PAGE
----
Three triple-deckers are seen in Somerville’s Union Square neighborhood. The Tenement House Act of 1912 was widely seen as an effective way to ban this popular type of working-class housing. Photo by Brady Wahl | CC BY 2.0

What: Tenement House Act Comes into Effect
When: Summer 1912
Where: Suburban Boston 

  • The Tenement House Act, passed in late May 1912, was a landmark in development regulations with a complicated legacy that includes one of the first large-scale efforts to tamp down on the spread of multifamily housing outside Boston. The law was the product of an outcry over increasing numbers of working-class families moving to suburbs like Dedham and Belmont, enabled by expanding transit access. 
  • The local-option law created a range of health and safety requirements for new working-class housing. But it also prohibited kitchens above the second floor and was widely hailed in newspaper reports at the time as an effective way to ban new triple-deckers at a time before modern zoning regulations.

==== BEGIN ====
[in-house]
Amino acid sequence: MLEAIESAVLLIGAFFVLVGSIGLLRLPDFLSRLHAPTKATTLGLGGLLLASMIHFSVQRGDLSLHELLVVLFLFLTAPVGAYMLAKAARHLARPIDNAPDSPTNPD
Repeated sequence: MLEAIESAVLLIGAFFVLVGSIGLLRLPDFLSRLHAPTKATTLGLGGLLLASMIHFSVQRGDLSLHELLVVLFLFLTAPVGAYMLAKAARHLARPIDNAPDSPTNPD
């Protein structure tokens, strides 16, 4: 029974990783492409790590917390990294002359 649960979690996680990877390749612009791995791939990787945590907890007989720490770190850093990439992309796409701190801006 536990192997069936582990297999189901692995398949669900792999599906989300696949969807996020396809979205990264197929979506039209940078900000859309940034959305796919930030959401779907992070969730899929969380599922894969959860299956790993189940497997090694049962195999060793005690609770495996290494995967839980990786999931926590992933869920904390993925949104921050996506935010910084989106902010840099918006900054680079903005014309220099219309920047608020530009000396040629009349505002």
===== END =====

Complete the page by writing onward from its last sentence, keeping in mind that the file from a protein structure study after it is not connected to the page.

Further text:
• When high-rise multifamily living came back into vogue in the 1960s, the law caused consternation in some communities that had rapidly adopted it 50 years before, like Winthrop and Braintree, but wanted to capture a slice of the growing development trend. 

“There is no longer any question that a general improvement in dwellings of the less expensive classes ought to be provided for by law. It will not answer, either, as a matter of economics or a matter of health, to rely upon the voluntary acts of property owners and builders.”
Charles S. Rackeman speaking to the ninth Massachusetts State Conference of Charities, as reported by the Boston Globe, Oct. 24, 1912 

To celebrate its 150th anniversary, Banker & Tradesman is highlighting significant moments in the history of Massachusetts’ real estate and banking industries. To suggest a topic, email

This Month in History: Boston Suburbs Start to Ban Triple-Deckers

by James Sanna time to read: 1 min